The evil one, Jonathan said, can use any manner of temptations to obscure from people’s eyes to who Jesus is.  And people who come to church can have their eyes obscured in this way just as effectively as those who don’t. In our case, we can be blinded by our religiosity – we can assume that going to church and going through the motions of faith are winning points in some heavenly ledger. This was exactly the case with the Jewish leaders – religiosity affected their perception of what God was truly like.

Jonathan cited other examples – from the experience of Charles and John Wesley.  Charles had been engaged in religious activity, but he wrote, ‘long my imprisoned spirit lay, fast bound in sin and nature’s night.’  He had thought that all his religious activity was good – but in fact he was in darkness. It was the same with his brother John, who went to America to convert the native Americans, but then realised ‘oh, who shall convert me?’  Neither Charles nor John could see the glory and priority of Christ.  But then, both Charles and John had similar experiences of what the former described thus:  ‘thine eye diffused a quickening ray. I woke, the dungeon flamed with light.’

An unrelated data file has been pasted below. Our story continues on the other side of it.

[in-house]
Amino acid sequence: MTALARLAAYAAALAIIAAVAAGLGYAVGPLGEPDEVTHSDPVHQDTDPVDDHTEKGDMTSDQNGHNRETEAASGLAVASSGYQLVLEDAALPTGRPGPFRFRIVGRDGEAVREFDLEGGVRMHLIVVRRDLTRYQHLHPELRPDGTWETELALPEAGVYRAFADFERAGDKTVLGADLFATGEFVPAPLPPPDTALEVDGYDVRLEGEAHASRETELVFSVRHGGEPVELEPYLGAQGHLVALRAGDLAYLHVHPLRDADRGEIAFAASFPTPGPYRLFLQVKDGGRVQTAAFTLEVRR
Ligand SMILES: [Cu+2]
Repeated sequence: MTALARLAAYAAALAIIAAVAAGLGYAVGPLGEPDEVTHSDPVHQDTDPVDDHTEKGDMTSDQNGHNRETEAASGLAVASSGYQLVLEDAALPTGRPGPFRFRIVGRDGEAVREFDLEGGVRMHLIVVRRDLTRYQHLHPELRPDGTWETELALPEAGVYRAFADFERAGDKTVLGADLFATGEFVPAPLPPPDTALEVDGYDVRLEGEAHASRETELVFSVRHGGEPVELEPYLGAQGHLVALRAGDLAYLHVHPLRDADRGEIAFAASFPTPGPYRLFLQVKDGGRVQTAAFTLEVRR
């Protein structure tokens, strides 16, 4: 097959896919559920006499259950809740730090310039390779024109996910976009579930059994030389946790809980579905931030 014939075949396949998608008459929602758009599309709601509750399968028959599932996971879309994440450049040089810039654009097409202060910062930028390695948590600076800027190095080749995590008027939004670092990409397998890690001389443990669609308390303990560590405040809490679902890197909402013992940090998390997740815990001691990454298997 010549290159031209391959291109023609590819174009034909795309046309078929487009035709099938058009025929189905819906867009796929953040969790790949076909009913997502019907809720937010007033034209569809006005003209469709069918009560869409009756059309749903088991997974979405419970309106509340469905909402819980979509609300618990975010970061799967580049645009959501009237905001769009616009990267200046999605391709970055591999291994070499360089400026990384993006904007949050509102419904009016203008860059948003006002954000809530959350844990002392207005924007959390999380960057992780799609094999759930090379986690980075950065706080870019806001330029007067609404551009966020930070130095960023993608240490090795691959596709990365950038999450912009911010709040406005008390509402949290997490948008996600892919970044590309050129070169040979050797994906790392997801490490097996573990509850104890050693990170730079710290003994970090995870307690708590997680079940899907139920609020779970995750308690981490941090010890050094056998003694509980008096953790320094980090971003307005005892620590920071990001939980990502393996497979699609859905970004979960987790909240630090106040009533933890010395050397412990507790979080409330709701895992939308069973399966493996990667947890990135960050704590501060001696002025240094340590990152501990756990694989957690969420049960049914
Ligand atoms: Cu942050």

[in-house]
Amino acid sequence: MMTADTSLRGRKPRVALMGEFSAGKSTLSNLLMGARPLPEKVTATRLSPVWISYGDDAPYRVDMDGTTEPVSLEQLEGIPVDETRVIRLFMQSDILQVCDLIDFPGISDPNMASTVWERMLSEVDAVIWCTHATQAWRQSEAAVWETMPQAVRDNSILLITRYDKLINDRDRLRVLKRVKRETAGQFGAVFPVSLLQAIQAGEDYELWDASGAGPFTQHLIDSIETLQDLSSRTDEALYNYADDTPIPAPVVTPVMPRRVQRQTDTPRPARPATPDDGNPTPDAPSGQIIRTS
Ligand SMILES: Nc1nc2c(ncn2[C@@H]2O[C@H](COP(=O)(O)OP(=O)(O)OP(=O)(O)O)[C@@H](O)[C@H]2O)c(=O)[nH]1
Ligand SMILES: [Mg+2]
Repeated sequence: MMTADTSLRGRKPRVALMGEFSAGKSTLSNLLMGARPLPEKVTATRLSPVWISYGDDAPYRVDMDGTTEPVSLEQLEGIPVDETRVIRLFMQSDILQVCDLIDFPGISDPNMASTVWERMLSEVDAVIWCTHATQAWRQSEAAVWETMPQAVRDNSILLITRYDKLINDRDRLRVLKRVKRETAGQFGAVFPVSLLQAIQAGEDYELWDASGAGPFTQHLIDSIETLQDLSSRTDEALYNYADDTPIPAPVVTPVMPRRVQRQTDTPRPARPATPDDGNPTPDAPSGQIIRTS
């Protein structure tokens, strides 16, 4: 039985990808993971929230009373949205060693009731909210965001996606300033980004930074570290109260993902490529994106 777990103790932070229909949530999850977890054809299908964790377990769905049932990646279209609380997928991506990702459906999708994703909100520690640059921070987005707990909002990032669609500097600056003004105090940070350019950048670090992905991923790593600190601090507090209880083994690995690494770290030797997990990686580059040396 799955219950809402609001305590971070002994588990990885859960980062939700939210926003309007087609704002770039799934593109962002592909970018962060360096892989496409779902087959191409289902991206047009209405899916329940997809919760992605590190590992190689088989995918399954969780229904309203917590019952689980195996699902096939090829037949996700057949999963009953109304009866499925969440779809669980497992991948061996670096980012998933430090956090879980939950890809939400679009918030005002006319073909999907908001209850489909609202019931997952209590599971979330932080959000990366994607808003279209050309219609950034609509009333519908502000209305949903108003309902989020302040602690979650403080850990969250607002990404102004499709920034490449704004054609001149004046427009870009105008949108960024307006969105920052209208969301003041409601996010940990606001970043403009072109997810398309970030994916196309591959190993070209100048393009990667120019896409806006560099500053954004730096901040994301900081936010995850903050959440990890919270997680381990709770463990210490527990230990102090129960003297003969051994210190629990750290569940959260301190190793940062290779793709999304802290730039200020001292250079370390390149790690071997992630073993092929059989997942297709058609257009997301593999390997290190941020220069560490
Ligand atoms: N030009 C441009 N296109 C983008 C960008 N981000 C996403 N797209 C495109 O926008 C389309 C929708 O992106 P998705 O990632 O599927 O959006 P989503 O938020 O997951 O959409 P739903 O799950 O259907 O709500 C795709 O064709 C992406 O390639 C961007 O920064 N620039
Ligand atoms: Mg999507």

We can be so caught up in religion, that we forget, or never grasp in the first place, who Jesus is. We can treat Jesus like our golf, or our football, or our Highlife membership, and in doing so are no better than the Jewish leaders dragging Jesus to Pilate.

Said Jonathan ‘We need to get down on our knees and pray that God would diffuse quickening rays and open eyes to see the glory of Christ and his call and that chains might fall off, that hearts might go free, that men and women might rise, go forth and follow Christ.’

It’s easy to point the finger at hypocrisy in others – but each of us must beware of hypocrisy in our own life and faith.

The integrity of Jesus Christ

Jesus’ life is a definition of integrity. He did what he said he would do, and did not deviate from that path. Unlike what we see in the lives of the Jewish leaders, there is beauty and integrity in all Jesus does.

Quoting Isaiah, Jesus said in Nazareth

‘The Spirit of the Lord is on me,
because he has anointed me
to proclaim good news to the poor.
He has sent me to proclaim freedom for the prisoners
and recovery of sight for the blind,
to set the oppressed free,
to proclaim the year of the Lord’s favour.’
(Luke 4:18-19)

And these things were exactly what Jesus did.  He acted with perfect integrity.